Justin Delgado is husband to Kacie Doyle-Delgado, diagnosed at age 11. After more than a decade together, he considers himself to be an expert carb counter and Dexcom inserter. He graduated with his Master of Science in Finance from the University of Utah in 2013 and has been working in commercial banking since then. He attended his first Friends for Life conference in 2015 and is looking forward to volunteering with the teens.
February 21, 2000
Question from Ohio, USA:
My 12 year old son has had type 1 diabetes for about 1 1/2 years now. He has some ups and downs, but is basically doing well. On a recent news program about diabetes, a doctor said something about a new insulin coming out that would stay in your system all day and maybe even for 2 days. This would seem ideal. That is all he mentioned about it. Do you know anything more?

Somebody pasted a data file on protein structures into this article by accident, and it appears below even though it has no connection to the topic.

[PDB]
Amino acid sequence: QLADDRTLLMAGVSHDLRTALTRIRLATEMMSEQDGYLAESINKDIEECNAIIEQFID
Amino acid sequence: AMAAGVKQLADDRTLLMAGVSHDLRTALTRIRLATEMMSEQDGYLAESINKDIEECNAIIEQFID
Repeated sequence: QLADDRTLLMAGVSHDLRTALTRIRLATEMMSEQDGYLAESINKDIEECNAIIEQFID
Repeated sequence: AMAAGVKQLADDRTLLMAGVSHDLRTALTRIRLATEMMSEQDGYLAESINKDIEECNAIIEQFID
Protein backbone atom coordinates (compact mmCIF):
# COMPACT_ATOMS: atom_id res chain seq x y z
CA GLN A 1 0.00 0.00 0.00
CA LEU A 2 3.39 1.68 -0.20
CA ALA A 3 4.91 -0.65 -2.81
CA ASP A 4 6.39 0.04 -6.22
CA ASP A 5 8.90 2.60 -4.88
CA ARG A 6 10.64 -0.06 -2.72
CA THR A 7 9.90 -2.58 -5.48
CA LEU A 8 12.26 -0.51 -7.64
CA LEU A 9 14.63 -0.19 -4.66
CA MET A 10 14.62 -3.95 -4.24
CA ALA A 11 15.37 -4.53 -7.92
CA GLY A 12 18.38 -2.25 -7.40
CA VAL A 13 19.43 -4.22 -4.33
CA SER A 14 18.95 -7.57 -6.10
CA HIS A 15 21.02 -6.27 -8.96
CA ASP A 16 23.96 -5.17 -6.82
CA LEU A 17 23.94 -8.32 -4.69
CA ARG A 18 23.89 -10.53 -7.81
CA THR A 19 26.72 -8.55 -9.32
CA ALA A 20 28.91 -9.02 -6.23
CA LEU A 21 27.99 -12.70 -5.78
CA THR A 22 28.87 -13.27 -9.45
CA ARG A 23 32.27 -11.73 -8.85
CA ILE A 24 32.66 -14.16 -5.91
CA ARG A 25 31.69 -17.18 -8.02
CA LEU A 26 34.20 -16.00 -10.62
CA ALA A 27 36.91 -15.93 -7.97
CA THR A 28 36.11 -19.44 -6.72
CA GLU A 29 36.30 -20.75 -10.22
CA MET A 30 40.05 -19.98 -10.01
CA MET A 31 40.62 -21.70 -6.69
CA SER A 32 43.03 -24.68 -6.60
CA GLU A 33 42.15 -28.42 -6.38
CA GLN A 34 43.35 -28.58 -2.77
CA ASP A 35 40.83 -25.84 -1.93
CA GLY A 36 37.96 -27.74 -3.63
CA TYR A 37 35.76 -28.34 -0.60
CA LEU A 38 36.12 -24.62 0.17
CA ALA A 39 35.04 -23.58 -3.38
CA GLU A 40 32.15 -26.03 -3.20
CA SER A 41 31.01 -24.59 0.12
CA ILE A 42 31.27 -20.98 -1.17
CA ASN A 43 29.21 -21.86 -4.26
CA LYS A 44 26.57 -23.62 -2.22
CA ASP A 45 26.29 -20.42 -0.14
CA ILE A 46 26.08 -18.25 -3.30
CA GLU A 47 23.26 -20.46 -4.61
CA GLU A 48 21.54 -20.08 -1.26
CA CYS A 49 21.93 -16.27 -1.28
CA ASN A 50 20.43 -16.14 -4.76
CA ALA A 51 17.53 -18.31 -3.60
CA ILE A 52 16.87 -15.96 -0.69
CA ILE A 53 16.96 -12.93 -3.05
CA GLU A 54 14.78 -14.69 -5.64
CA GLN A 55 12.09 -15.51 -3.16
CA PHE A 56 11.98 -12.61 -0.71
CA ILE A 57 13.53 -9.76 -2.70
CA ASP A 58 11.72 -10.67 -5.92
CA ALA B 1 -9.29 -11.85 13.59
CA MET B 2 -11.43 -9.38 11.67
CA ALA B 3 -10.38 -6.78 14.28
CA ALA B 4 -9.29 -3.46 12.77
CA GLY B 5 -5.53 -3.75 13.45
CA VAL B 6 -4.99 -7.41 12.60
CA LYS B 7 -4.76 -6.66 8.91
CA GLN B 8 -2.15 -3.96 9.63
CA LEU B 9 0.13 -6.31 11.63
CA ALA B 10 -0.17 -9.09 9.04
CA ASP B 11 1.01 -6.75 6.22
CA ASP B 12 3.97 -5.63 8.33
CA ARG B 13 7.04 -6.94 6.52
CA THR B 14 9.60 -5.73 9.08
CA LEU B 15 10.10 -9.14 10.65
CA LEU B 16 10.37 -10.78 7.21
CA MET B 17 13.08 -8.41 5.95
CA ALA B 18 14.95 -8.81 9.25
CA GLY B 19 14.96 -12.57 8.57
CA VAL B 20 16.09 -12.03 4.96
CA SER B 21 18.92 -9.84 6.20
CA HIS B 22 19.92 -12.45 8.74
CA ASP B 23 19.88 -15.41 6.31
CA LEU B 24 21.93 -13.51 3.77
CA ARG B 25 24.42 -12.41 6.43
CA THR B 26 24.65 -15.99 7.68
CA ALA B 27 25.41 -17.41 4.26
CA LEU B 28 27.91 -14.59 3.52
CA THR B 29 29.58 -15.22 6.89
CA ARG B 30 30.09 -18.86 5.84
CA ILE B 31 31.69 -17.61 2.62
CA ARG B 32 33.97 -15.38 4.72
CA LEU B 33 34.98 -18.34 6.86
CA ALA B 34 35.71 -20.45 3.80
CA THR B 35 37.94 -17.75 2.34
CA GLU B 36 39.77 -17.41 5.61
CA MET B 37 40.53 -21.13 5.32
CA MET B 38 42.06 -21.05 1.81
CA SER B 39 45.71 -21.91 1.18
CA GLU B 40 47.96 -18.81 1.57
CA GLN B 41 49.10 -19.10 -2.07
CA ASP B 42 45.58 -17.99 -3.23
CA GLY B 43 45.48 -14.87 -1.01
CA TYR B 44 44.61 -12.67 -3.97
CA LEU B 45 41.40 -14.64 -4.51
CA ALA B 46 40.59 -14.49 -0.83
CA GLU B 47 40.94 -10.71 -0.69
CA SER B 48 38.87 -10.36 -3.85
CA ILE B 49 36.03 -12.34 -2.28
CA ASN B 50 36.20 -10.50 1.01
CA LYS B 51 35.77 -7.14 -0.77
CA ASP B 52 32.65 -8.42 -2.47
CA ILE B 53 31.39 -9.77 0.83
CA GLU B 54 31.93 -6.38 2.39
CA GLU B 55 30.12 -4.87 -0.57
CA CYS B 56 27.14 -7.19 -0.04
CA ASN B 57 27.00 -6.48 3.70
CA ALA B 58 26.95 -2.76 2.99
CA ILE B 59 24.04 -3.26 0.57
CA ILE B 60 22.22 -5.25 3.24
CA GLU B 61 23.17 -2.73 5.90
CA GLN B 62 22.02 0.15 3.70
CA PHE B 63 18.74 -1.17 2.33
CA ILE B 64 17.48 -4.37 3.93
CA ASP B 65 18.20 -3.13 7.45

The doctor was probably referring to a new substituted insulin called glargine. By ‘substituted’ I mean that both the A and B chains of the insulin molecule have a slightly different amino acid sequence from human insulin. The effect is to produce a more evenly released insulin that lasts for 24 hours. Clinical trials suggest that one daily dose of glargine can substitute for two of NPH. Glargine does not replace the need for short-acting Regular or Humalog insulin, nor can it be depended on for 48 hour coverage.